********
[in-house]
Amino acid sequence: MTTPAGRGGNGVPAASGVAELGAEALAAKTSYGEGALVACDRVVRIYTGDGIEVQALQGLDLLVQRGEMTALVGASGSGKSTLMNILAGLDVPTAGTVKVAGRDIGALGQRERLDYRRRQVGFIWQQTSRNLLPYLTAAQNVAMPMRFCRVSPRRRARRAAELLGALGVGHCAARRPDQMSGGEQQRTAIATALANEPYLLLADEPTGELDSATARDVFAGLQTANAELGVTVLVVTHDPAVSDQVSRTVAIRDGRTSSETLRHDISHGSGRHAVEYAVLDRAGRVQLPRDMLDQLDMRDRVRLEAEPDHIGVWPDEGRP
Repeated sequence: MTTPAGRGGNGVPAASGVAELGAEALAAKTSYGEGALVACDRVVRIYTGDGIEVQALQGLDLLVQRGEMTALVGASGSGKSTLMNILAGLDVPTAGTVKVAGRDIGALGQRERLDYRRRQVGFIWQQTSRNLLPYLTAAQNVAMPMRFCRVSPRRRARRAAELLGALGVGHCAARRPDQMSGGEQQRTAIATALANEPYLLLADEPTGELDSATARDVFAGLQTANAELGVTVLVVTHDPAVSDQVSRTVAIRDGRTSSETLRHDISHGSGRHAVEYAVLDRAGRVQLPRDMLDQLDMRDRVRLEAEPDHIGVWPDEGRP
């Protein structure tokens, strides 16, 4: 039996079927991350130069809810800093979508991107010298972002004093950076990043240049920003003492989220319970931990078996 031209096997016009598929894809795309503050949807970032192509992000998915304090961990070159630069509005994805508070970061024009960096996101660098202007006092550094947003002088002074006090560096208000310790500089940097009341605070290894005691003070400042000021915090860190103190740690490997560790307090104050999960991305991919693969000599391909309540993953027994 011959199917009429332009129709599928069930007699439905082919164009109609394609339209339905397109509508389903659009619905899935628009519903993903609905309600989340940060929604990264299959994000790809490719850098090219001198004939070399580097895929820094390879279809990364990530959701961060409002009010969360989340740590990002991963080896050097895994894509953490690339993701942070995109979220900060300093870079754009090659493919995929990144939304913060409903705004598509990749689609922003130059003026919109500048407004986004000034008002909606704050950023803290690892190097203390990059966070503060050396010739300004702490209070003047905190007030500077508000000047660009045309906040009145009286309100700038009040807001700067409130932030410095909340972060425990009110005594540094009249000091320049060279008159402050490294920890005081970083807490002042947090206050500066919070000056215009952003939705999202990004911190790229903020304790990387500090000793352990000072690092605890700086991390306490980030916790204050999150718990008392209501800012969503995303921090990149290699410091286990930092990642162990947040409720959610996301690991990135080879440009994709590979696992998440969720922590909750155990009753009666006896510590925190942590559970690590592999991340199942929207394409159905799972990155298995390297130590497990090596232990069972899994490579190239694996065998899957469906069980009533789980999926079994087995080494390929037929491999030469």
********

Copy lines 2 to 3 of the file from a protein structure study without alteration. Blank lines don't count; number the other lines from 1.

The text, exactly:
Amino acid sequence: MTTPAGRGGNGVPAASGVAELGAEALAAKTSYGEGALVACDRVVRIYTGDGIEVQALQGLDLLVQRGEMTALVGASGSGKSTLMNILAGLDVPTAGTVKVAGRDIGALGQRERLDYRRRQVGFIWQQTSRNLLPYLTAAQNVAMPMRFCRVSPRRRARRAAELLGALGVGHCAARRPDQMSGGEQQRTAIATALANEPYLLLADEPTGELDSATARDVFAGLQTANAELGVTVLVVTHDPAVSDQVSRTVAIRDGRTSSETLRHDISHGSGRHAVEYAVLDRAGRVQLPRDMLDQLDMRDRVRLEAEPDHIGVWPDEGRP
Repeated sequence: MTTPAGRGGNGVPAASGVAELGAEALAAKTSYGEGALVACDRVVRIYTGDGIEVQALQGLDLLVQRGEMTALVGASGSGKSTLMNILAGLDVPTAGTVKVAGRDIGALGQRERLDYRRRQVGFIWQQTSRNLLPYLTAAQNVAMPMRFCRVSPRRRARRAAELLGALGVGHCAARRPDQMSGGEQQRTAIATALANEPYLLLADEPTGELDSATARDVFAGLQTANAELGVTVLVVTHDPAVSDQVSRTVAIRDGRTSSETLRHDISHGSGRHAVEYAVLDRAGRVQLPRDMLDQLDMRDRVRLEAEPDHIGVWPDEGRP